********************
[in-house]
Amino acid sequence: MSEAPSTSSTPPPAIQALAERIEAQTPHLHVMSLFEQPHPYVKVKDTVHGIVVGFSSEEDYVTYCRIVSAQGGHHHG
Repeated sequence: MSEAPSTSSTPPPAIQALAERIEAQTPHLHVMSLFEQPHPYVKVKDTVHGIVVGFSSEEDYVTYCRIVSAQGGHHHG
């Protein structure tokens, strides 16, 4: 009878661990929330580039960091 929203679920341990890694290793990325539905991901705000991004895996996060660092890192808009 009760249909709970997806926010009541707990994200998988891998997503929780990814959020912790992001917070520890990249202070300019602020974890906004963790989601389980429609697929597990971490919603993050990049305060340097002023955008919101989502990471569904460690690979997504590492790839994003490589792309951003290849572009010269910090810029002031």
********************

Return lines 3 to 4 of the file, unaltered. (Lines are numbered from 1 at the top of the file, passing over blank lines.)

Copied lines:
Repeated sequence: MSEAPSTSSTPPPAIQALAERIEAQTPHLHVMSLFEQPHPYVKVKDTVHGIVVGFSSEEDYVTYCRIVSAQGGHHHG
């Protein structure tokens, strides 16, 4: 009878661990929330580039960091 929203679920341990890694290793990325539905991901705000991004895996996060660092890192808009 009760249909709970997806926010009541707990994200998988891998997503929780990814959020912790992001917070520890990249202070300019602020974890906004963790989601389980429609697929597990971490919603993050990049305060340097002023955008919101989502990471569904460690690979997504590492790839994003490589792309951003290849572009010269910090810029002031």